When Your Best Friend’s Kid And Yours Grow Apart


I’ve written here plenty of times about mom friendships: how to find friends as a new mom, how to stay friends with non-moms. But what happens when the babies that brought you and your mom-bestie together grow up…and start growing apart? 

This was the topic of one of my first advice columns at The Mid, and I thought I’d post the question – and my answer! – here in case it might help one of you. 

Dear Meagan,

My daughter and the daughter of one of my closest friends have essentially stopped being friends, and now I feel my friend pulling away from me. Granted, it would be nice to take the girls to events/around town together like we used to when they were younger, but I’m not going to force my daughter to hang out with someone just because I’m friends with her mother. How can I keep my mom friendship from imploding just because our daughters don’t get along anymore? I really love this friend and would like for us to remain close.


Anonymous Mom

friend question

Dear Anon,

Isn’t it interesting how kids can both create—and complicate—friendships?

When they’re little, you sometimes get stuck hanging out with people you’d rather not simply because your kids happen to be the same age and you’re in that not-particularly-discerning period when any human being who can form full sentences is like a lifeline to your former, fully verbal and not-yet-covered-in-unidentifiable-substances self.

Often those relationships fade as your kids outgrow library storytime and playdates, but sometimes, you luck out and manage to form a strong friendship with the potential to last. And then that very connection is threatened by your kids’ stubborn insistence on developing opinions about the people they hang out with.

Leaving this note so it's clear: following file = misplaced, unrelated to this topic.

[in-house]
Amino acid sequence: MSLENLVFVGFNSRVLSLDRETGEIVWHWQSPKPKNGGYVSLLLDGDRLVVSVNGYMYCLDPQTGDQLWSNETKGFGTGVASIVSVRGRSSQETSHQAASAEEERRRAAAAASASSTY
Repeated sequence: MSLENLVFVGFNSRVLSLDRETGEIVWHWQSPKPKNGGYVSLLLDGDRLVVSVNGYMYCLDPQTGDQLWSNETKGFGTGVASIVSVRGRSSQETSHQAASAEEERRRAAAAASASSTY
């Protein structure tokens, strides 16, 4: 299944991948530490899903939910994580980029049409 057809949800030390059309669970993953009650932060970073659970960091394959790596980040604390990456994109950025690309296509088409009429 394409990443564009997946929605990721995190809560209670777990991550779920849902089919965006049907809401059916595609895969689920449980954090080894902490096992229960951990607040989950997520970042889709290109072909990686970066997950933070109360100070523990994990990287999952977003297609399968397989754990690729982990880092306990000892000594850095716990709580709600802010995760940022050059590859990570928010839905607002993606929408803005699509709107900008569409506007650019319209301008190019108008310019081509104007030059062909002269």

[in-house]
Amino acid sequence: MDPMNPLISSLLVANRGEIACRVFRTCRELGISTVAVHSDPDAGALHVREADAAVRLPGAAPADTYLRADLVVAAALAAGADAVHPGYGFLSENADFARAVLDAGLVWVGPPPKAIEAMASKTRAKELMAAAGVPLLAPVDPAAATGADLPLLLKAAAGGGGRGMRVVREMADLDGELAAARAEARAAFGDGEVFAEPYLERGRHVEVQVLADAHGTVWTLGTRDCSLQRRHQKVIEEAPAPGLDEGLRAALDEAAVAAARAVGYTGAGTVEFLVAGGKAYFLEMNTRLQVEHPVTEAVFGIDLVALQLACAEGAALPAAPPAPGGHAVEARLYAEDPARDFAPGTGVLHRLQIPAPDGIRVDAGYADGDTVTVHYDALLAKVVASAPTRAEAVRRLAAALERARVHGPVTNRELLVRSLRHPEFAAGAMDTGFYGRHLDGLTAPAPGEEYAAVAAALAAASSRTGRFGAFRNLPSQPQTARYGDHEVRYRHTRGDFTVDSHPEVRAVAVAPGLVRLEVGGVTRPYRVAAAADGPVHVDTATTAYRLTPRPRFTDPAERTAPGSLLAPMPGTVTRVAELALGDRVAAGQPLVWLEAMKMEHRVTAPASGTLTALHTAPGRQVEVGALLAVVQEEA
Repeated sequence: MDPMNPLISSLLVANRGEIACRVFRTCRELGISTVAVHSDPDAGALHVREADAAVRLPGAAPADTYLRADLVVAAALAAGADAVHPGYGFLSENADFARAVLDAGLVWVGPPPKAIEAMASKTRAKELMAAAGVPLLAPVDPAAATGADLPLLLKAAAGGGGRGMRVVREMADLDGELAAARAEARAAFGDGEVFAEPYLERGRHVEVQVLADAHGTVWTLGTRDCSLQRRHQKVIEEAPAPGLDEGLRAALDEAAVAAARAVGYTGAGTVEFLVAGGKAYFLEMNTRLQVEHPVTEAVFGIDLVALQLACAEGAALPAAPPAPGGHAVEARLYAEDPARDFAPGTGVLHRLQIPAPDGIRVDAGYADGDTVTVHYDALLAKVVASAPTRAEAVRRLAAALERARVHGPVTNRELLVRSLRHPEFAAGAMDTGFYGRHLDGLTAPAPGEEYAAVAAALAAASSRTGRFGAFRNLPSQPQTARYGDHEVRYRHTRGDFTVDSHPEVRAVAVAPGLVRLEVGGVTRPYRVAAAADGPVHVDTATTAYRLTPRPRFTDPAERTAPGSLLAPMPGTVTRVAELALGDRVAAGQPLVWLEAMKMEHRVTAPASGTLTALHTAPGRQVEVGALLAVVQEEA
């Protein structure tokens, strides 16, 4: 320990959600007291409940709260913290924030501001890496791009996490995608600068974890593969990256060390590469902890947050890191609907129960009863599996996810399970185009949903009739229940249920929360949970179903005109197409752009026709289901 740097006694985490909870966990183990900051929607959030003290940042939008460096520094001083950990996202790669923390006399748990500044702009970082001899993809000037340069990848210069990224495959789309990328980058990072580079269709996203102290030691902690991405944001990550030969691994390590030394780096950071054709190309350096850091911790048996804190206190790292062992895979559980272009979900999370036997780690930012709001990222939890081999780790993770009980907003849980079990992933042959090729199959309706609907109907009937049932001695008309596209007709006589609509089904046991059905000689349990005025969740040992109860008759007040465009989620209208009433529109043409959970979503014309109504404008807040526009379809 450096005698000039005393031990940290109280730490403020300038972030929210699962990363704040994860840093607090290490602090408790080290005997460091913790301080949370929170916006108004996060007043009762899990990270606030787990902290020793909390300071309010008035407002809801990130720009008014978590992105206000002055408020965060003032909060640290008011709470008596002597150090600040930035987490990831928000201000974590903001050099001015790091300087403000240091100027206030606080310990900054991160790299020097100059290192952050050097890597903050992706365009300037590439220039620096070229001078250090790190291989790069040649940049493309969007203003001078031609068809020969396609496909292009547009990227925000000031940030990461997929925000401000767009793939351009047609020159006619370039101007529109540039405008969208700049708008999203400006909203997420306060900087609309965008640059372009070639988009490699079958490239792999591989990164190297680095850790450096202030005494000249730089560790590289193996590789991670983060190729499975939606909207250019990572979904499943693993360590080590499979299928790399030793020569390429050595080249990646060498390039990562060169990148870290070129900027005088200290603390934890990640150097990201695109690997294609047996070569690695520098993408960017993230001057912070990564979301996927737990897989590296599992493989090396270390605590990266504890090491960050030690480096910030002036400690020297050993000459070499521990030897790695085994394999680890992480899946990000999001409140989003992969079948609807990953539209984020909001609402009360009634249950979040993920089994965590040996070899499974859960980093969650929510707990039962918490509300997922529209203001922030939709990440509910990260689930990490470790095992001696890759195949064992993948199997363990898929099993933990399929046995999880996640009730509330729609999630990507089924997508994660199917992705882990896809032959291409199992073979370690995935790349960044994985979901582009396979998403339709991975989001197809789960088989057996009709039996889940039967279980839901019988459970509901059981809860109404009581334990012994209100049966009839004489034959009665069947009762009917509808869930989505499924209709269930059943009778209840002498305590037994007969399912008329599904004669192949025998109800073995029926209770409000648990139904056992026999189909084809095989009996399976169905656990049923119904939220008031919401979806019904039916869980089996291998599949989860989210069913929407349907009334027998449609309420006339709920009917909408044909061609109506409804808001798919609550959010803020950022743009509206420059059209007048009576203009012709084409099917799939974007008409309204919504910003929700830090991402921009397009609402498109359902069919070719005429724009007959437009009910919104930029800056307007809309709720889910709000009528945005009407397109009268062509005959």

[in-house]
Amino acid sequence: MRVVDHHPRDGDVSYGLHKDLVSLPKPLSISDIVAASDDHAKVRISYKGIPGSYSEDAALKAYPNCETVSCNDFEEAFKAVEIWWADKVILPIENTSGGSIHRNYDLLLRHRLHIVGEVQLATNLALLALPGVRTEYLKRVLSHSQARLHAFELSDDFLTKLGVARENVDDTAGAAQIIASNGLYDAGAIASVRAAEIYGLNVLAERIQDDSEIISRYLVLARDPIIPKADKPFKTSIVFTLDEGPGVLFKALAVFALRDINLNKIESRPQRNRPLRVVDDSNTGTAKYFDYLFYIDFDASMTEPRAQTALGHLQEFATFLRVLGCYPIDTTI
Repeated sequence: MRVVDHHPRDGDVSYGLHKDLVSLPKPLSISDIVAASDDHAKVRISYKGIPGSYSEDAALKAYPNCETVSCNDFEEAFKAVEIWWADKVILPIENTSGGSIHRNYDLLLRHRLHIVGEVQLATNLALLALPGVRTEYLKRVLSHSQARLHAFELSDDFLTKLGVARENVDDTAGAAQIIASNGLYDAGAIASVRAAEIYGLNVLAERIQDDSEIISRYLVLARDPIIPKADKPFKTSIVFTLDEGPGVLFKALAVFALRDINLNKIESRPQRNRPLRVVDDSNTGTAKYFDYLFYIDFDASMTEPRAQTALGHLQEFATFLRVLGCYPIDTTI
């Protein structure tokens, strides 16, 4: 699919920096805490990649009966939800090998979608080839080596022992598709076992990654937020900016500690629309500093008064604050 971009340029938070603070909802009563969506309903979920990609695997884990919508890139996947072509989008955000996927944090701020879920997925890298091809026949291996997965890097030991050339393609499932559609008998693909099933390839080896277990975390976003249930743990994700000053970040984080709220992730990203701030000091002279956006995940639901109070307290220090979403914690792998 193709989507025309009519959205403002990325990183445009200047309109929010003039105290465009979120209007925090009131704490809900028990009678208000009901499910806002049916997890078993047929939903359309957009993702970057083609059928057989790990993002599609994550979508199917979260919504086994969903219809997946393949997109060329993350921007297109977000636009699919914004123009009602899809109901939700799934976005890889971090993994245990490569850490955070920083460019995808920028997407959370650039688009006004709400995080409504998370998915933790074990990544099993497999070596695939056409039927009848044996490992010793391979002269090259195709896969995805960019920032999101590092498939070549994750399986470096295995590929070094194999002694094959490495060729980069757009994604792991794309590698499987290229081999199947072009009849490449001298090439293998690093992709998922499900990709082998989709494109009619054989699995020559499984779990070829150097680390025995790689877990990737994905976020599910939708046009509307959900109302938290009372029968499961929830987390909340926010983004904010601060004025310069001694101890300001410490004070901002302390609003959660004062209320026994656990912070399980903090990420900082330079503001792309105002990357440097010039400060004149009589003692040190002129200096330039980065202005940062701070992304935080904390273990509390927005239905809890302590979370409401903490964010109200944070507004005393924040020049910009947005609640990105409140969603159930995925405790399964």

It’s not fair, I tell you.

Here’s the rub: yes, absolutely, two adults can be friends even if their kids aren’t…but if there’s even a trace of defensiveness or hurt surrounding your girls’ falling out, keeping that connection strong might be easier said than done.

I think you may need to have a frank discussion with your friend to find out why she’s pulling away. Is it simply because it’s not as convenient to hang out anymore, now that the girls have separate interests? Could it be that she was more invested in the idea of your daughters being friends than she is in your individual relationship? (Ouch, I know, but worth considering.) Or, is it possible there are some hard feelings about your daughter’s lack of interest in hers?

As much as this conflict-avoidant mama hates to break it to you, this friendship could easily experience a fizzling demise if you don’t hit it head-on and have the awkward conversation neither of you likely wants to have.

So start the conversation—by phone, email, Facebook; whatever seems most natural. In your own words, communicate these three truths:

“I have noticed that our daughters aren’t as interested in hanging out anymore, and I feel like you’re pulling back as a result;”

“That makes me sad because I really value our friendship and want it to continue;” and

“I am willing to put in effort to reconnect if you’re up for it too.”

The older I get, Anon, the less I’m willing to let issues simmer under the surface with the people I care about. Sometimes guessing, hints and subtlety just get in the way. So I challenge you to quit supposing and find out for sure what’s really going on. Be direct, be earnest, and be honest with your friend. This matters to you, and she should know it. Hopefully, it’ll turn out that she’s just been waiting for you to make the first overture.

Rooting for you,


Can you relate to this mom’s dilemma? Leave a comment below and let us know how you’ve dealt with your child’s friendships cooling, especially when the mom means a lot to you. And I’d love to have you read more of my articles and my regular column, Ask The Mom, at The Mid!  Have a question you’d like me to answer? Send it to askthemom@themid.com: you can stay anonymous and I always strive to be compassionate, encouraging, and most of all, helpful in my answers. 

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